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Mar 29, 2018

The Wall Street Journal - MoneyBeat on March ,29, 2018.

The Wall Street Journal

This Tech Selloff Is Making Day Traders Nervous

By Ben Eisen
Morning MoneyBeat is the Journal’s pre-market primer. To receive the newsletter via email, click here.
Market Snap at 03/29/2018 07:52:25 AM ET
S&P 500 Futures 0.34%
DJIA Futures 0.29%
U.S. 10 Year 4/32
WSJ Dollar Index -0.16%
Crude Oil -0.23%
Gold 0.02%
FTSE 100 0.4%
Nikkei 225 0.61%
DAX 0.73%
Hang Seng 0.24%
CAC 40 0.61%
Shanghai 1.22%

Overnight Developments

  • Global stocks rebounded Thursday but remained on track to close the first quarter with losses. S&P 500 futures pointed to an opening gain of 0.4%.
  • The Stoxx Europe 600 gained 0.5% led by the auto sector.
  • Earlier, markets in Japan, Hong Kong and Shanghai notched small gains.
  • The Breakfast Briefing

    The selloff in tech stocks is making a group of usually bullish short-term investors nervous.
    Day traders have been posting increasingly bearish messages on StockTwits, the popular messaging forum, data from the company show. An aggregate of messages about seven big tech stocks, weighted by volume, shows just 54% were bullish, down from nearly 90% at the beginning of the year. Bearishness increased sharply over that span.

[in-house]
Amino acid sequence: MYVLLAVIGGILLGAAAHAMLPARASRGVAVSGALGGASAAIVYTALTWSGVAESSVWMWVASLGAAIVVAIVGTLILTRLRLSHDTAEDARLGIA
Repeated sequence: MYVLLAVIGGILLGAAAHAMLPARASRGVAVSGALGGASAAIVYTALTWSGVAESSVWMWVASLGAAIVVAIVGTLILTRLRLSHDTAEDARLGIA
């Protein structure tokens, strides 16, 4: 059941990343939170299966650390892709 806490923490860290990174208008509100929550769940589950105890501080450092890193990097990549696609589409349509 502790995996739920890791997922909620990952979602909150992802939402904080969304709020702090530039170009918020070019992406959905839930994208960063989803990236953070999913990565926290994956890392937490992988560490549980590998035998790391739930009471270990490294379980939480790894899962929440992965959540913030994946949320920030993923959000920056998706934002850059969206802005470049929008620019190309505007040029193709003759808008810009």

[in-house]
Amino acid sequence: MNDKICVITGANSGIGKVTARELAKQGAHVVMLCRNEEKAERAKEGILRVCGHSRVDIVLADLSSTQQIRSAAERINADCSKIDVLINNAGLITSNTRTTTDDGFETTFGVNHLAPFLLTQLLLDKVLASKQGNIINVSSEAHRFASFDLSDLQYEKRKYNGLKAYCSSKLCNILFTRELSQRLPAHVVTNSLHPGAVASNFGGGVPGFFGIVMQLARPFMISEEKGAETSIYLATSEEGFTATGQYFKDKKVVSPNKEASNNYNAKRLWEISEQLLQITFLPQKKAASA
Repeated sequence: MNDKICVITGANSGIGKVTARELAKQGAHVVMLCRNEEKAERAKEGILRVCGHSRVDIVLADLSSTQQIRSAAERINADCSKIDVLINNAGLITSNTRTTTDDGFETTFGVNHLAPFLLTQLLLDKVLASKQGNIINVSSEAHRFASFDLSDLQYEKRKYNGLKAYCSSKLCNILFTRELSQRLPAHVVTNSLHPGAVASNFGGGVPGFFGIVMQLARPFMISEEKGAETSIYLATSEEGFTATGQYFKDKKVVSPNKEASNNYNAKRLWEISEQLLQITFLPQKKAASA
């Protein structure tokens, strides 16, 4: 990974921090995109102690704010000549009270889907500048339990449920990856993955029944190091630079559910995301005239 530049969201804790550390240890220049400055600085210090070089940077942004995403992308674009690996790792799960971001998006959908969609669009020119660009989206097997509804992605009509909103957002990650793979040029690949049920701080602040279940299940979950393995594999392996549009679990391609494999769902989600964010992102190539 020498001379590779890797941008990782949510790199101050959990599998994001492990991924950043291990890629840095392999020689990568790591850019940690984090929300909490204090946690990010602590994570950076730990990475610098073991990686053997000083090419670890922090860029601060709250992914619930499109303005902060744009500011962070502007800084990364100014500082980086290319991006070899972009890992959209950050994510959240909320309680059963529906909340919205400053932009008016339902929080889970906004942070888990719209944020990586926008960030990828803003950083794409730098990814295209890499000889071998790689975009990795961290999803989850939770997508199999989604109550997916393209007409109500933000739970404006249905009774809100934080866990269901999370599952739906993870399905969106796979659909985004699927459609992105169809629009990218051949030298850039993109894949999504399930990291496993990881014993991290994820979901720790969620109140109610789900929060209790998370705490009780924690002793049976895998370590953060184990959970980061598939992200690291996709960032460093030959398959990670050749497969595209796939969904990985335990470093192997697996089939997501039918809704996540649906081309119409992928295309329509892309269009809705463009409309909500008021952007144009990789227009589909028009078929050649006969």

That's one sign of just how far-reaching the recent selloff in technology stocks has been. The views generally reflect the broad investment landscape, where everyone from hedge funds to retirees is rethinking their exposure to these companies after years of rapid stock-price growth.
    In 2017, the average level of bullishness on these seven stocks was 75%, and never dropped below 63%, according to Garrett Hoffman, a data scientist at StockTwits. The S&P 500 tech sector climbed 37% that year, and it's up another 1% in 2018.
    But the S&P 500 is down 6% just in the month of March. The index's tech sector fell 0.9% on Wednesday, its ninth day of declines in 12 sessions. Hot stocks that are not in the S&P 500 tech sector, but often associated with the tech industry, fared the worst in the last session. Inc. dropped 4.4%, Netflix Inc. slid 5%, and Tesla Inc. dropped 7.7%.